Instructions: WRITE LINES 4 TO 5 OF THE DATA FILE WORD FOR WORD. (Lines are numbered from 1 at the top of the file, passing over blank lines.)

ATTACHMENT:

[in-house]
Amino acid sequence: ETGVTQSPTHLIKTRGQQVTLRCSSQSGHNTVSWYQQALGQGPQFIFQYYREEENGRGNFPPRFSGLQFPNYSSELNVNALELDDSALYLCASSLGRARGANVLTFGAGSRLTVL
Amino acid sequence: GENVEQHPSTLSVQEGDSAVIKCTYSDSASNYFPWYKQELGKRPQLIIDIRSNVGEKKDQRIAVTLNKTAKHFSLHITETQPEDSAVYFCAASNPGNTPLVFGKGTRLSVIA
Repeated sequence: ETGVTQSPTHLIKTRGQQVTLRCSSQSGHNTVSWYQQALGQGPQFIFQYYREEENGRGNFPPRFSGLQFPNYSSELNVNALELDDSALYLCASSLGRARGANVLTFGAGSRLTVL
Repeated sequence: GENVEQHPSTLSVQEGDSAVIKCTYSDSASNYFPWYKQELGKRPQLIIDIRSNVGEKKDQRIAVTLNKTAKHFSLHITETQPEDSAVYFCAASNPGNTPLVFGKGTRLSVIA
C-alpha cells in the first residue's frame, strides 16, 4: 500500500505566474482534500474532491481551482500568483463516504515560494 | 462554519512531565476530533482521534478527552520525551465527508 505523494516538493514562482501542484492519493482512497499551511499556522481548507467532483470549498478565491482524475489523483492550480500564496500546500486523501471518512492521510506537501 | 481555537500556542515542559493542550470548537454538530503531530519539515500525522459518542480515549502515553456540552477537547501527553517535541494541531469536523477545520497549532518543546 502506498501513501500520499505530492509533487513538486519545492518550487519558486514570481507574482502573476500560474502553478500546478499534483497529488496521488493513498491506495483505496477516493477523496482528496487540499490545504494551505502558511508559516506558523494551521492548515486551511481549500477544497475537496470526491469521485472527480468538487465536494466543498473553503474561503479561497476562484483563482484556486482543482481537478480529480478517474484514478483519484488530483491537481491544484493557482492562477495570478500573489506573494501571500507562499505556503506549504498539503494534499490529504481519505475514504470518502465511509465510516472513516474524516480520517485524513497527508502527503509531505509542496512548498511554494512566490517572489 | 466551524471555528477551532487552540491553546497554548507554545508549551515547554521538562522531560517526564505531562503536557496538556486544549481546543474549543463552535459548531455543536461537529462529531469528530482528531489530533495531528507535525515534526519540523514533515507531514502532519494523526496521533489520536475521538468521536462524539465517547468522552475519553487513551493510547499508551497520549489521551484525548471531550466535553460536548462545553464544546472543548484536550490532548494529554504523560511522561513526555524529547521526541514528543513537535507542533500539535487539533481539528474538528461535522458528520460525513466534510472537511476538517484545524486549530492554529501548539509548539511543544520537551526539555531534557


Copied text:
Repeated sequence: ETGVTQSPTHLIKTRGQQVTLRCSSQSGHNTVSWYQQALGQGPQFIFQYYREEENGRGNFPPRFSGLQFPNYSSELNVNALELDDSALYLCASSLGRARGANVLTFGAGSRLTVL
Repeated sequence: GENVEQHPSTLSVQEGDSAVIKCTYSDSASNYFPWYKQELGKRPQLIIDIRSNVGEKKDQRIAVTLNKTAKHFSLHITETQPEDSAVYFCAASNPGNTPLVFGKGTRLSVIA